“I think it's important for everybody to be participating in these discussions, either through their representative body, or separately,” Dr Hannbeck said. “It’s important that everybody’s views are heard.”
What’s on the table?
Whenever the “emotive and controversial” issue of supervision is brought up “people start thinking that the whole idea is to get the pharmacist out of the pharmacy and replace pharmacists with some sort of a robot or give everything to technicians to do,” Dr Hannbeck said.
But that's not the case. “We are not talking about remote supervision,” she stressed. “From [AIMp’s] perspective, a pharmacy without the pharmacist is not a pharmacy.”
What is on the table is improving the “functionality” and “flexibility” of pharmacy processes, Dr Hannbeck said. For example, at present, a medicine that is already bagged up cannot be dispensed if the pharmacist is not present.
The supervision working group will also make sure that “patient safety” and “social care” are “highest on the agenda”, she added.
Do pharmacy bodies support change in supervision legislation?
Representatives from pharmacy bodies present at the Pharmacy Show's supervision panel and others interviewed later by C+D disputed changes to supervision legislation, though Rowlands director Margaret MacRury told C+D last month (October 17) that pharmacists should allow trained staff to take over some responsibilities under standard operating procedures.
CEO of the Pharmacist Cooperative, Tohidul Islam, told C+D that making “further regulatory or legal changes” would only “weaken” existing supervision regulations.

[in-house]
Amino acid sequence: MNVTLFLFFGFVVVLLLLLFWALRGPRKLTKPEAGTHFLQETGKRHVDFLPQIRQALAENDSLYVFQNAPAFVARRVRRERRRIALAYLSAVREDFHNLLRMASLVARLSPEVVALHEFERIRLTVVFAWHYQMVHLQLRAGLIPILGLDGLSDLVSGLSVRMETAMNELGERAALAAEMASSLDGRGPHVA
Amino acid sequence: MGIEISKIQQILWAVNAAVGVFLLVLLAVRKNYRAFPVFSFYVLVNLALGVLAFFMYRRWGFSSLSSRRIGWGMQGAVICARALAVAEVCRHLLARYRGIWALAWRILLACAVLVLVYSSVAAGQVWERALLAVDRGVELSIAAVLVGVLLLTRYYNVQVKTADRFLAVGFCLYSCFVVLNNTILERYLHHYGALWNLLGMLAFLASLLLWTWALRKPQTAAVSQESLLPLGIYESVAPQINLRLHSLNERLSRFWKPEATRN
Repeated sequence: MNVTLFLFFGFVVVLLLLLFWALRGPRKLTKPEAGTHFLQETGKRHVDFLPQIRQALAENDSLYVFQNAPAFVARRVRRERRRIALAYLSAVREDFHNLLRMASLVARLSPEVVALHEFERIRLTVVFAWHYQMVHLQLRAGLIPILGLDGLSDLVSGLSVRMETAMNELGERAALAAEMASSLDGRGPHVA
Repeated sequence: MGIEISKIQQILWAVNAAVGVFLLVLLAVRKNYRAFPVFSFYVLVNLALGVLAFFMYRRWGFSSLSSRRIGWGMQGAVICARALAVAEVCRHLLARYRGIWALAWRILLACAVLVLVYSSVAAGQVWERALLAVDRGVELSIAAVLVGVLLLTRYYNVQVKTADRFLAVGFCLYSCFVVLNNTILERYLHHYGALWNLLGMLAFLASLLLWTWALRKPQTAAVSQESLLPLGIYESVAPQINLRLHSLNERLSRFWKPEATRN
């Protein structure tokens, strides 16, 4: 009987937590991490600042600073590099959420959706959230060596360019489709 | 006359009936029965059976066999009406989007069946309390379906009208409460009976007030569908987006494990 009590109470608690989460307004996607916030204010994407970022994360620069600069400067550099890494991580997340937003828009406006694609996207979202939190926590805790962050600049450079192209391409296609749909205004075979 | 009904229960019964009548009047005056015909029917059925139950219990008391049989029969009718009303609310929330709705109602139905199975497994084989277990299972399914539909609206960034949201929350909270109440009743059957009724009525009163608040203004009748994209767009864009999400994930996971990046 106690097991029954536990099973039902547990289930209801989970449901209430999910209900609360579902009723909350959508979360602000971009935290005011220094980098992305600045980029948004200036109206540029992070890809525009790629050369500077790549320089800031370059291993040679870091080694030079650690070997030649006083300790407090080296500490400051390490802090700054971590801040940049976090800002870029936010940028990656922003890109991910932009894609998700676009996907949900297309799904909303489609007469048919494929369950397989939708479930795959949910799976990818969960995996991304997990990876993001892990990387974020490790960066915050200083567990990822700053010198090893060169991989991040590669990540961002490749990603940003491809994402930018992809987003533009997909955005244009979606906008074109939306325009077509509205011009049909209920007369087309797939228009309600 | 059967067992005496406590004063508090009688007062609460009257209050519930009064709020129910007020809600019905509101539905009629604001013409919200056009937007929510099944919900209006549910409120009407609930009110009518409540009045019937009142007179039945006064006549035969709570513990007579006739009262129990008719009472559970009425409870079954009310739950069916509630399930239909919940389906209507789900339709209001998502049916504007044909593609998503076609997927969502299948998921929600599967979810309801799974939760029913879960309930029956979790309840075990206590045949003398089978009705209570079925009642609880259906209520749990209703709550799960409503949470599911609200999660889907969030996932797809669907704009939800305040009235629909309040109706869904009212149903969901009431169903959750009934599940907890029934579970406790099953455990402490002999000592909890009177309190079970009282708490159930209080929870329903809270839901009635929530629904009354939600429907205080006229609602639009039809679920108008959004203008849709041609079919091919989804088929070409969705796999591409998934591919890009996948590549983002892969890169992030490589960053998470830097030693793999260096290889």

It would allow companies that had pushed the limits of responsible pharmacist regulations – allowing pharmacists to be out of the premises for a maximum of two hours – “to abuse the law even further and start opening pharmacies without a pharmacist”, he warned.
“We do need more pharmacists in the pharmacy to do the clinical services, to do the day-to-day talking and dealing with patients, but changing legislation that doesn't need to be changed isn't the way forward,” he said.
“The future for a successful community pharmacy sector"
Mr Koziol said the future for “a successful community pharmacy sector” lies in the pharmacist being “more available to the public”.
“We want to make sure that the pharmacist can react both proactively and reactively when patients walk through the door,” he continued, with the pharmacist becoming “responsible for clinical checks and prescriptions”. Having an independent prescriber in pharmacy premises is key to achieving that, Mr Koziol said.
“The kind of model of practice that we are advocating is one where you find more than one pharmacist working in a community pharmacy setting,” Mr Koziol stated, akin to GP practices that house several GPs, nurses and other healthcare professionals.
“We see there being a really vibrant and exciting role for community pharmacy going forward,” he concluded.
Join C+D's next Big Debate on November 16, 7-8pm, to discuss how pharmacy supervision can be modernised without compromising patient safety.